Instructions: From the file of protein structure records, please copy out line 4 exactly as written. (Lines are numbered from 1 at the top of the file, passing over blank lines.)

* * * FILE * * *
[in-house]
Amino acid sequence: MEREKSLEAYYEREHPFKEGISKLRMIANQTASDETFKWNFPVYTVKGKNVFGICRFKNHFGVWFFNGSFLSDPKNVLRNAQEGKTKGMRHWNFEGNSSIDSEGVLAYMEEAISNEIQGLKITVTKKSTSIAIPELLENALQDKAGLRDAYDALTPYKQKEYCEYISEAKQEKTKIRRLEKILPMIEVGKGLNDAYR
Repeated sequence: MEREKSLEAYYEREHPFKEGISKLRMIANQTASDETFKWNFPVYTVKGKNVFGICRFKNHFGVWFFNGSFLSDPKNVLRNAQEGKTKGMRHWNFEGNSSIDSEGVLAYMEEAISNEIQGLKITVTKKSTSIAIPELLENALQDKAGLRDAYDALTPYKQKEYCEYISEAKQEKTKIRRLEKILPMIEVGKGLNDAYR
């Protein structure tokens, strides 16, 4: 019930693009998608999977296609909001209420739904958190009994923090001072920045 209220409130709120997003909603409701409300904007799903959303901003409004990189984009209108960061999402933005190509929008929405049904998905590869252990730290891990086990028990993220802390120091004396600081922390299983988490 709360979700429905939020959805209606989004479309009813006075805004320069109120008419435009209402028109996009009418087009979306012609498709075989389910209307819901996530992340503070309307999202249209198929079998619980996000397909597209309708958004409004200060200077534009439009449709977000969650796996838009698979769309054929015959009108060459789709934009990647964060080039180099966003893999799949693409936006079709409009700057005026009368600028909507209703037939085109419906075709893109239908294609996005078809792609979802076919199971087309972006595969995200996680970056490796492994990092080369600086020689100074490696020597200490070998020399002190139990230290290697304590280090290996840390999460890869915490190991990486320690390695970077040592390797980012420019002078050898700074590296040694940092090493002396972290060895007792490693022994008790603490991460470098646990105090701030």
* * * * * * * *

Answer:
């Protein structure tokens, strides 16, 4: 019930693009998608999977296609909001209420739904958190009994923090001072920045 209220409130709120997003909603409701409300904007799903959303901003409004990189984009209108960061999402933005190509929008929405049904998905590869252990730290891990086990028990993220802390120091004396600081922390299983988490 709360979700429905939020959805209606989004479309009813006075805004320069109120008419435009209402028109996009009418087009979306012609498709075989389910209307819901996530992340503070309307999202249209198929079998619980996000397909597209309708958004409004200060200077534009439009449709977000969650796996838009698979769309054929015959009108060459789709934009990647964060080039180099966003893999799949693409936006079709409009700057005026009368600028909507209703037939085109419906075709893109239908294609996005078809792609979802076919199971087309972006595969995200996680970056490796492994990092080369600086020689100074490696020597200490070998020399002190139990230290290697304590280090290996840390999460890869915490190991990486320690390695970077040592390797980012420019002078050898700074590296040694940092090493002396972290060895007792490693022994008790603490991460470098646990105090701030």